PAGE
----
17. The Method according to claim 16, further comprising the step of:
determining the power of the fluorescent light emanating from the object,
adjusting the chirp for maximizing the power of the fluorescent light emanating from the object.
18. The Method according to claim 16, further comprising the step of:
changing the chirp of the illumination light from positive chirp to negative chirp in an alternating fashion.
Description
CROSS REFERENCE TO RELATED APPLICATIONS

[0001] This invention claims priority of the German patent application 100 42 840.1 which is incorporated by reference herein.

FIELD OF THE INVENTION

[0002] The present invention relates to a device and to a method for the excitation of fluorescent markers in multiphoton scanning microscopy, having at least one illumination beam path, a light source that produces the illumination light and at least one detection beam path for a detector, the objects to be studied being labelled with fluorescent markers.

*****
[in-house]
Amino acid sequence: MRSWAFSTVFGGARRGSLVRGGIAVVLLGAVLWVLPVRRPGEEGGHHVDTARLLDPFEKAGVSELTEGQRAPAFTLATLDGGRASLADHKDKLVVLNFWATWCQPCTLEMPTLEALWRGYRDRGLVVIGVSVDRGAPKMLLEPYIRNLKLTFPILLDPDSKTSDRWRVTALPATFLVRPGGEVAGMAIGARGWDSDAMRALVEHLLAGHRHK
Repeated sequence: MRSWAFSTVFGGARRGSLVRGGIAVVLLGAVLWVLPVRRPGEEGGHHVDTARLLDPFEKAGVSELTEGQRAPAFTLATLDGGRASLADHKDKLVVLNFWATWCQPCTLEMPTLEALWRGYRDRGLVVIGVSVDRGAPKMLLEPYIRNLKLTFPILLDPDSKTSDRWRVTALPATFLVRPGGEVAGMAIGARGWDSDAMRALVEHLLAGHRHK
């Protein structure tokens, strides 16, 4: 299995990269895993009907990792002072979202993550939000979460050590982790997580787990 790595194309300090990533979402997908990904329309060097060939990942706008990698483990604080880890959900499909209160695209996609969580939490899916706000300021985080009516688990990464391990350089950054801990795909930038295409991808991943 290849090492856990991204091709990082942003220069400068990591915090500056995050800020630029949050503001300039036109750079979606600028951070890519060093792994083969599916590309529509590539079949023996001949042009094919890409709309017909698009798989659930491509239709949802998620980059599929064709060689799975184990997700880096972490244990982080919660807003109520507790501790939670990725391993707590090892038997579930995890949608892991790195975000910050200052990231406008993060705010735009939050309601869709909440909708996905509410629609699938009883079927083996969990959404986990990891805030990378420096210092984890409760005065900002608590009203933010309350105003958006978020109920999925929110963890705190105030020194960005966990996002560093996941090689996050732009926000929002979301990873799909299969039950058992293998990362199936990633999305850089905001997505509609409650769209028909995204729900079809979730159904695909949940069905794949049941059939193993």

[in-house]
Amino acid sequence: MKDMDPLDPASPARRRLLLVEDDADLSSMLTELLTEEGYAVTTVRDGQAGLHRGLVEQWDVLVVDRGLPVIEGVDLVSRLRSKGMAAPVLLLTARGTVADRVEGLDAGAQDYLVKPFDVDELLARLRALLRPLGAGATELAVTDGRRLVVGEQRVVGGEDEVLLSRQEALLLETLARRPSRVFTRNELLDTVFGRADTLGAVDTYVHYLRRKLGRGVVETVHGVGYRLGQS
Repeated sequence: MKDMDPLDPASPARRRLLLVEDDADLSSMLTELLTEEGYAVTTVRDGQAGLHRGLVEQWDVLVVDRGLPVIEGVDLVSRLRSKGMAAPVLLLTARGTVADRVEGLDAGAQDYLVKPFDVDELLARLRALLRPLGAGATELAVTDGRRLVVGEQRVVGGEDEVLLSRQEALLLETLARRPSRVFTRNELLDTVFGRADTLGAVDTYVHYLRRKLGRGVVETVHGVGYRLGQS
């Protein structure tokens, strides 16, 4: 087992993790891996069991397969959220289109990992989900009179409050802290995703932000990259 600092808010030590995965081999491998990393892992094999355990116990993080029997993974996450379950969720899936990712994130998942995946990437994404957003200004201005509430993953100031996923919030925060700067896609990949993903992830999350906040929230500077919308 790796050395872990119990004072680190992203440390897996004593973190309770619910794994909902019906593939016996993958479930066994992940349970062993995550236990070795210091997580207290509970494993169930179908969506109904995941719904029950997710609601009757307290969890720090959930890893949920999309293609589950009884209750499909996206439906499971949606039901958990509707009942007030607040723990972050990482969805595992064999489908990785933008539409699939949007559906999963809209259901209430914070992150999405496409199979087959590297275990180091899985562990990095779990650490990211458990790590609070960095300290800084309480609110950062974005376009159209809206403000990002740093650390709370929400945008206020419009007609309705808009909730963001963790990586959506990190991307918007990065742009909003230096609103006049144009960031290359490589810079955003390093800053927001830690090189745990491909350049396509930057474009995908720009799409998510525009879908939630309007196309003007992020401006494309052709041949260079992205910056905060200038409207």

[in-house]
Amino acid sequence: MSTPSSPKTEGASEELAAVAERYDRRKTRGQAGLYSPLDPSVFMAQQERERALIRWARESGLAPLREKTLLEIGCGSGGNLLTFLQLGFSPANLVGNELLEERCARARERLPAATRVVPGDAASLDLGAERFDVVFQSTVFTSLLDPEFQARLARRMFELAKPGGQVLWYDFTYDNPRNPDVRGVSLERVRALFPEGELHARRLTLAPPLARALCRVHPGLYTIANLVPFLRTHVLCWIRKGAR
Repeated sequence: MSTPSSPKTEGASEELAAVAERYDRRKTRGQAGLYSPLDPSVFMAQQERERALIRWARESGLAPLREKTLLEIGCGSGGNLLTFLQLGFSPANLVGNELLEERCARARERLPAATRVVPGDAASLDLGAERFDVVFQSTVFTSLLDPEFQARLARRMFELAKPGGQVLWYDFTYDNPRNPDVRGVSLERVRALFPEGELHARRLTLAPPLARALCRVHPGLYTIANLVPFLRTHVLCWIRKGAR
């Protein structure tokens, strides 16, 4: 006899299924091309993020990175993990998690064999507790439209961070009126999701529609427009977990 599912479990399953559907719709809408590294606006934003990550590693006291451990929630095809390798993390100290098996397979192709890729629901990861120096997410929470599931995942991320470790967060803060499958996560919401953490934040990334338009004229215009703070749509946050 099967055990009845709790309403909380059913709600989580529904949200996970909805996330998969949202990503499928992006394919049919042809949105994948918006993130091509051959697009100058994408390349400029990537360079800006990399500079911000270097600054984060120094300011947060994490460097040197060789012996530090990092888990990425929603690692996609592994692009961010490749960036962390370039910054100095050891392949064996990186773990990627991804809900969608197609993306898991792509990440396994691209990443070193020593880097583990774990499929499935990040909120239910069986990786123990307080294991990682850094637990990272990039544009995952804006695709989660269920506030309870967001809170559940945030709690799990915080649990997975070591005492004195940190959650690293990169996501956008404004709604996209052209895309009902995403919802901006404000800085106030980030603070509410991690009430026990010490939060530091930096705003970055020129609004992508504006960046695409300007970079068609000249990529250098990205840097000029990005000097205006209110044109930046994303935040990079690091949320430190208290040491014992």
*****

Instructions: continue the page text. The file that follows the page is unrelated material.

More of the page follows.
BACKGROUND OF THE INVENTION

[0003] Devices of the generic type have been known for a considerable time in practice and, merely by way of example, reference may be made to the article “Two-Photon Molecular Excitation in Laser-Scanning Microscopy” by W. Denk, D. W. Piston and W. W. Web, in: Handbook of Biological Confocal Microscopy, ed.: J. B. Pawley, 1995, pages 445 to 458. This article gives an extensive overview of the possibilities and advantages of multiphoton scanning microscopy. In multiphoton scanning microscopy, fluorescent markers are excited by two-photon or multiphoton excitation processes. For example, the probability of a three-photon transition depends on the third power of the excitation light power. Such high light powers can be achieved, for example, with pulsed light sources, but the light pulses then have a pulse period which is in the picosecond or femtosecond range.